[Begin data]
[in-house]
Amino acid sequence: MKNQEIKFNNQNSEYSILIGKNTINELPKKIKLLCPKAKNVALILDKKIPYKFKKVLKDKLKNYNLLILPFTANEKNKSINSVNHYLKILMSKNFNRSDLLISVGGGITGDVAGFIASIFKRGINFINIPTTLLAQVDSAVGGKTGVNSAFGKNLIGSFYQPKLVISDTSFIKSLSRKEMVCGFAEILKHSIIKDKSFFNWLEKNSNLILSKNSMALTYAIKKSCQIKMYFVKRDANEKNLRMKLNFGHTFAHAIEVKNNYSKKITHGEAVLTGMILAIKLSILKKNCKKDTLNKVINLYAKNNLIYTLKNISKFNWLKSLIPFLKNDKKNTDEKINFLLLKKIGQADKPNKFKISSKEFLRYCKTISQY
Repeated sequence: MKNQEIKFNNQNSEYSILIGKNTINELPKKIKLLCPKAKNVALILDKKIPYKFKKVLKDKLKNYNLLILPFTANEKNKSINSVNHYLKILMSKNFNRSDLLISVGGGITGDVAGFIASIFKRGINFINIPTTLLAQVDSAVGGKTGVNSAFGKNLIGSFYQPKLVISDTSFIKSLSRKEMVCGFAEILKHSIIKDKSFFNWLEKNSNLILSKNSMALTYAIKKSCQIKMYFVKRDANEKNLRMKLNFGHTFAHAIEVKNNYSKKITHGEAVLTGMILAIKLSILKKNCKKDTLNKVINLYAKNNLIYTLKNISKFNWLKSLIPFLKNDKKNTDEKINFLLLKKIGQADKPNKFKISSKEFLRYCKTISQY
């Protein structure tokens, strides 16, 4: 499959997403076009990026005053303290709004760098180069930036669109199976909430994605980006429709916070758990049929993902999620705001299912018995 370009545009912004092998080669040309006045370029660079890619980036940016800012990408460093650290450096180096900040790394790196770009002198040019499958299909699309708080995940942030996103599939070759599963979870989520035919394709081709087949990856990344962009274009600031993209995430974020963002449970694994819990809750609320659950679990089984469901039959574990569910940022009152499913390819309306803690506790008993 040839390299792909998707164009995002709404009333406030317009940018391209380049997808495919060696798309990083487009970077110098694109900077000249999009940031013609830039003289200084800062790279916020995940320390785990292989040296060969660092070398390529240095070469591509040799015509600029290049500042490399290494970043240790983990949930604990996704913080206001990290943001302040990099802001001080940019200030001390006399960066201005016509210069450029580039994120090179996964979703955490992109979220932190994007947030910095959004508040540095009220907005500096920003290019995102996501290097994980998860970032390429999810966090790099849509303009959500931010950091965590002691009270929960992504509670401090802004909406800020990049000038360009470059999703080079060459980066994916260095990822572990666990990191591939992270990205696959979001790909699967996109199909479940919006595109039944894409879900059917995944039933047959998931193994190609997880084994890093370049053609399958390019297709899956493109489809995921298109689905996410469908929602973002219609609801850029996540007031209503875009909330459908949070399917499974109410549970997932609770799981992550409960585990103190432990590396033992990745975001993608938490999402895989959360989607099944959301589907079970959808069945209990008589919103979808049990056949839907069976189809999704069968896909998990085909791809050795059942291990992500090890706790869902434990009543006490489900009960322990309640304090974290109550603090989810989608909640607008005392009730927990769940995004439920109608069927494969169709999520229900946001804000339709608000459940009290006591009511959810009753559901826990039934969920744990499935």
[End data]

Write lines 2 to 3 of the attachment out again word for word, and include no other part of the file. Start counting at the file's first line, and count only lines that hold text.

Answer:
Amino acid sequence: MKNQEIKFNNQNSEYSILIGKNTINELPKKIKLLCPKAKNVALILDKKIPYKFKKVLKDKLKNYNLLILPFTANEKNKSINSVNHYLKILMSKNFNRSDLLISVGGGITGDVAGFIASIFKRGINFINIPTTLLAQVDSAVGGKTGVNSAFGKNLIGSFYQPKLVISDTSFIKSLSRKEMVCGFAEILKHSIIKDKSFFNWLEKNSNLILSKNSMALTYAIKKSCQIKMYFVKRDANEKNLRMKLNFGHTFAHAIEVKNNYSKKITHGEAVLTGMILAIKLSILKKNCKKDTLNKVINLYAKNNLIYTLKNISKFNWLKSLIPFLKNDKKNTDEKINFLLLKKIGQADKPNKFKISSKEFLRYCKTISQY
Repeated sequence: MKNQEIKFNNQNSEYSILIGKNTINELPKKIKLLCPKAKNVALILDKKIPYKFKKVLKDKLKNYNLLILPFTANEKNKSINSVNHYLKILMSKNFNRSDLLISVGGGITGDVAGFIASIFKRGINFINIPTTLLAQVDSAVGGKTGVNSAFGKNLIGSFYQPKLVISDTSFIKSLSRKEMVCGFAEILKHSIIKDKSFFNWLEKNSNLILSKNSMALTYAIKKSCQIKMYFVKRDANEKNLRMKLNFGHTFAHAIEVKNNYSKKITHGEAVLTGMILAIKLSILKKNCKKDTLNKVINLYAKNNLIYTLKNISKFNWLKSLIPFLKNDKKNTDEKINFLLLKKIGQADKPNKFKISSKEFLRYCKTISQY